CONTRIBUTOR
Chief Technology Officer,
Image Relay

As CIOs are all too aware, the productivity of their organizations—and the quality of employees’ digital experiences that feed back into that productivity—is increasingly under the microscope. Selecting the right digital strategies can supercharge team efficiency and reinforce an organization’s ability to recruit and retain top talent. By successfully repositioning to sleeker workflows, CIOs can empower employees with desirable new capabilities while eliminating legacy tedious or cumbersome practices. Disengaged from busy work, teams can instead focus more on initiatives that move the needle.

Here are three modern-yet-proven approaches that enhance employee efficiency and digital experiences. Best of all, each is relatively simple for CIOs to champion and implement, and can yield valuable dividends in the near and long term.

Combine DAM and PIM to multiply the benefits of each.

Strategies for managing product information and digital marketing assets can make or break an organization’s efficiency and growth potential. Unfortunately for many of these companies (but not for their competitors), employees are often tasked with organizing and updating information across thousands of product SKUs using nothing but spreadsheets and basic file storage. That leaves employees entering data into myriad spreadsheet cells manually; a task that would be completely tedious if it weren’t also an intense high-wire act with significant stakes. Accurate product info and marketing content are essential to maintaining the trust foundational to healthy customer and partner relationships. Error-prone spreadsheet data entry and unwieldy management of countless product files is a recipe for costly errors and employee unhappiness—and it only gets less efficient at scale.

CIOs commonly enlist a digital asset management platform (DAM) to relieve employees from the challenges of centrally organizing and quickly distributing materials like product images, videos, design files etc. Crucially, a DAM offers a single repository for approved and up-to-date content, ensuring that the right partner has easy access to the right assets. That said, DAMs fall short when it comes to handling high-volume product information.

Alternatively, it’s also common for CIOs to opt for a product information management platform (PIM). PIMs go far beyond spreadsheets by offering a consolidated source for tracking detailed product information, and the ability to easily structure data and accurately export customized information to different channels. However, while PIMs provide versatile handling of pure data, they offer little support for content management.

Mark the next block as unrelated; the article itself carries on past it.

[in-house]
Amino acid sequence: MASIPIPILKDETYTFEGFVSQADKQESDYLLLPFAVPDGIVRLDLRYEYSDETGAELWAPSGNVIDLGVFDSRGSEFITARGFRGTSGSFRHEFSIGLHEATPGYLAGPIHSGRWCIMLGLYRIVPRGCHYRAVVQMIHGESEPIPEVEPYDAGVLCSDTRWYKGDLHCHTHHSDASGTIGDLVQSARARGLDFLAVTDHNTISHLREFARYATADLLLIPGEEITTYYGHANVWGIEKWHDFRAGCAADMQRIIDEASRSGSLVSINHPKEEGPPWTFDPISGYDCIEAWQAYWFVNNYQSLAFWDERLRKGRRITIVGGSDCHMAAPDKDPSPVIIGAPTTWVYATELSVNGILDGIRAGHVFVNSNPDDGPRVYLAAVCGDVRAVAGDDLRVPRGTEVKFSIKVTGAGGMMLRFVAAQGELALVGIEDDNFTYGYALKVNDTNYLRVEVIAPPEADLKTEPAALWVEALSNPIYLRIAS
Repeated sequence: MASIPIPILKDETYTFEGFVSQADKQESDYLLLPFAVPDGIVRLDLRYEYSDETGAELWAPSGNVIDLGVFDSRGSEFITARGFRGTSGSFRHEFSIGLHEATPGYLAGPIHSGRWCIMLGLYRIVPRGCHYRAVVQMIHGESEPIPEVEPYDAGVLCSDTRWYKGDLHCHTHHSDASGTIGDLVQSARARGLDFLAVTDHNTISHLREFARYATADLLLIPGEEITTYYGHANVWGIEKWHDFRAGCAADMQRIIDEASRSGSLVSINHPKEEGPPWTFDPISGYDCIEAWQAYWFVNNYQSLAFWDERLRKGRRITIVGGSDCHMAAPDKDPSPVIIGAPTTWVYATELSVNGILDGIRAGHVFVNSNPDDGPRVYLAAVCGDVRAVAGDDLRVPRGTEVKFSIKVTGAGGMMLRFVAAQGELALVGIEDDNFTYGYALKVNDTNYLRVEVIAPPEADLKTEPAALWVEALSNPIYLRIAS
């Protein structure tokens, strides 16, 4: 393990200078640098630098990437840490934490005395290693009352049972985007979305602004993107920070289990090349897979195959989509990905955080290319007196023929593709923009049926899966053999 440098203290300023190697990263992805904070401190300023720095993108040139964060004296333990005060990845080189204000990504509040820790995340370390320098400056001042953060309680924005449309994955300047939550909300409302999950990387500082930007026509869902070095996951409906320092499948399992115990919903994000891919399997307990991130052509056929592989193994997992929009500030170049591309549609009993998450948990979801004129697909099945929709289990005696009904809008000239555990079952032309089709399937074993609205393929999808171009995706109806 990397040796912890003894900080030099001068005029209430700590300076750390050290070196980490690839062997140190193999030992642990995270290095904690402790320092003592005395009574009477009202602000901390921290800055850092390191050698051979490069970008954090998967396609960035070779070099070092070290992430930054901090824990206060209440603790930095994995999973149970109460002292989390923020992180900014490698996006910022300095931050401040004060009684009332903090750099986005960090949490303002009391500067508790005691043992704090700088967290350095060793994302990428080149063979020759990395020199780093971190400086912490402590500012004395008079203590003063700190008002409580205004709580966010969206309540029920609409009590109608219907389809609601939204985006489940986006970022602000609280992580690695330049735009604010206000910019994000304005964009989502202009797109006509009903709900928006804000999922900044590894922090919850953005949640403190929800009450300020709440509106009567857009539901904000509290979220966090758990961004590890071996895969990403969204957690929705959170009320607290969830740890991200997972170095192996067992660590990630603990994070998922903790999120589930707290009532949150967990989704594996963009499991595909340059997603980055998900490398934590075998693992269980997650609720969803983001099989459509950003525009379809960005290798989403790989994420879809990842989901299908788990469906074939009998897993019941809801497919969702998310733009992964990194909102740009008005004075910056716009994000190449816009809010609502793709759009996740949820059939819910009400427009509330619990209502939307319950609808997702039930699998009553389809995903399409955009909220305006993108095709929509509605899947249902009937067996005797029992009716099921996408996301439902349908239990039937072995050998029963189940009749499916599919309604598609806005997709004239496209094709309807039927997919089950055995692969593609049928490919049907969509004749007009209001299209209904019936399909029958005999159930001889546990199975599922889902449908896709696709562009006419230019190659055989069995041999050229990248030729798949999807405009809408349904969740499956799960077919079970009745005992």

The more modern approach, though, is combining the two as a single source of truth. Implementing DAM and PIM capabilities in tandem achieves the best of both worlds: Optimizing employee efficiency by accurately managing and delivering both digital assets and product information. As a combo, DAM and PIM accelerate time to market, protect customer and channel ecosystem relationships, and allow more productive employees to move forward with innovations.

Accelerate application delivery and iteration with no-code.

CIOs that explore modern low-code and no-code strategies are finding increasing opportunities to boost the development speed and even the quality and capabilities of their internal applications. Implemented thoughtfully, low-code and no-code approaches allow any employee (or developer, depending on the path taken) to quickly assemble Lego-like pre-coded modules into complete, purpose-built applications. Because those modules enable full utilization of powerful emerging technologies such as AI integrations without requiring expertise in those fields, even non-developers can punch at the same weight as experienced developers when it comes to building and shipping applications with the exact features they need to do their jobs more effectively and efficiently.

Low-code and no-code strategies also eliminate the tedious block-and-tackle work of traditional application development, offering an improved developer experience even for seasoned developers. CIOs can therefore equip “citizen” developers and their own developer teams to outpace competitors in creating market-leading capabilities—and enjoy the development process all the more.

Eliminate bottlenecks and tedium with process automation.

While employees might balk at “automation” in the abstract, in practice automation seldom replaces workers. Most often, it makes employees’ work more efficient and enjoyable by taking pain points off their plates. Enlisting DAM/PIM or low-code/no-code are worthy examples of process automation strategies that can enhance productivity and enable a glide path for business growth going forward. But CIOs should examine their internal processes and available technologies for more such opportunities.

Critically, CIOs should include employees and value their input throughout the planning and execution of automation strategies. Ask employees to help identify those tedious areas of their workloads that are begging to be handed over to automated processes. A deep dive into current practices can also help to simplify those processes before automating them, and to set accurate new expectations and success metrics. Get the implementation right, and employees will see a night and day difference in the pace of their workflows and the quality of their experience.

Digitally-satisfied teams drive CIO success

Team productivity and seamless digital experiences go hand in hand. When CIOs capitalize on new digital opportunities to remove the cruft, obstacles and boredom from an employee’s day-to-day efforts, productivity and better market competitiveness are the natural result.